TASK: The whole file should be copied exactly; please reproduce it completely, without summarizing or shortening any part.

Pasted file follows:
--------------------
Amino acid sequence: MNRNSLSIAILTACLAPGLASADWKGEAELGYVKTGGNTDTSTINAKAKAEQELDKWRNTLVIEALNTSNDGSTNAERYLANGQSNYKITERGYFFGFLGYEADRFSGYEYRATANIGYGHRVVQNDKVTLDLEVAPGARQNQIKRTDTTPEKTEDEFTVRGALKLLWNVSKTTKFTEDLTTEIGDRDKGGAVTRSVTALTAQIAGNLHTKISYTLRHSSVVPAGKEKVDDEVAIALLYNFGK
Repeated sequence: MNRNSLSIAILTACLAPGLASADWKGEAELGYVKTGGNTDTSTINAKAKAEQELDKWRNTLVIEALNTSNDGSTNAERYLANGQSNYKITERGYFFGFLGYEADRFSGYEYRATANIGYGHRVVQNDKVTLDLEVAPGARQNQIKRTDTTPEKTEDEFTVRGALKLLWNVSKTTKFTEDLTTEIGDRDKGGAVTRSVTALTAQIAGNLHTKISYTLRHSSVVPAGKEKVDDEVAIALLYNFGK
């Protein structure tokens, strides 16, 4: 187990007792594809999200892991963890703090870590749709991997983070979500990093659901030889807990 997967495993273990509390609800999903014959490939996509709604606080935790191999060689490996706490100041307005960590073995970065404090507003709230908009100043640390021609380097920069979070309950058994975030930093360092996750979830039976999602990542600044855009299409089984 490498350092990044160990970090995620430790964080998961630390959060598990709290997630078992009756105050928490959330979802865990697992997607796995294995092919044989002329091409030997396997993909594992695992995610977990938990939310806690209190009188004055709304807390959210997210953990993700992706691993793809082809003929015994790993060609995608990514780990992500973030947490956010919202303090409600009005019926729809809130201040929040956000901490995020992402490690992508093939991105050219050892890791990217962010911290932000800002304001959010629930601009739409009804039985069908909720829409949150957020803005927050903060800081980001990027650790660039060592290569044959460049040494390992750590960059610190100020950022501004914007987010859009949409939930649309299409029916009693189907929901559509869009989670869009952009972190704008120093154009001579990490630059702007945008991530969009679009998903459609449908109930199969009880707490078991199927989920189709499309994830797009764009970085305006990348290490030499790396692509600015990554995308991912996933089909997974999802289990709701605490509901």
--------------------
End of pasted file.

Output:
Amino acid sequence: MNRNSLSIAILTACLAPGLASADWKGEAELGYVKTGGNTDTSTINAKAKAEQELDKWRNTLVIEALNTSNDGSTNAERYLANGQSNYKITERGYFFGFLGYEADRFSGYEYRATANIGYGHRVVQNDKVTLDLEVAPGARQNQIKRTDTTPEKTEDEFTVRGALKLLWNVSKTTKFTEDLTTEIGDRDKGGAVTRSVTALTAQIAGNLHTKISYTLRHSSVVPAGKEKVDDEVAIALLYNFGK
Repeated sequence: MNRNSLSIAILTACLAPGLASADWKGEAELGYVKTGGNTDTSTINAKAKAEQELDKWRNTLVIEALNTSNDGSTNAERYLANGQSNYKITERGYFFGFLGYEADRFSGYEYRATANIGYGHRVVQNDKVTLDLEVAPGARQNQIKRTDTTPEKTEDEFTVRGALKLLWNVSKTTKFTEDLTTEIGDRDKGGAVTRSVTALTAQIAGNLHTKISYTLRHSSVVPAGKEKVDDEVAIALLYNFGK
């Protein structure tokens, strides 16, 4: 187990007792594809999200892991963890703090870590749709991997983070979500990093659901030889807990 997967495993273990509390609800999903014959490939996509709604606080935790191999060689490996706490100041307005960590073995970065404090507003709230908009100043640390021609380097920069979070309950058994975030930093360092996750979830039976999602990542600044855009299409089984 490498350092990044160990970090995620430790964080998961630390959060598990709290997630078992009756105050928490959330979802865990697992997607796995294995092919044989002329091409030997396997993909594992695992995610977990938990939310806690209190009188004055709304807390959210997210953990993700992706691993793809082809003929015994790993060609995608990514780990992500973030947490956010919202303090409600009005019926729809809130201040929040956000901490995020992402490690992508093939991105050219050892890791990217962010911290932000800002304001959010629930601009739409009804039985069908909720829409949150957020803005927050903060800081980001990027650790660039060592290569044959460049040494390992750590960059610190100020950022501004914007987010859009949409939930649309299409029916009693189907929901559509869009989670869009952009972190704008120093154009001579990490630059702007945008991530969009679009998903459609449908109930199969009880707490078991199927989920189709499309994830797009764009970085305006990348290490030499790396692509600015990554995308991912996933089909997974999802289990709701605490509901």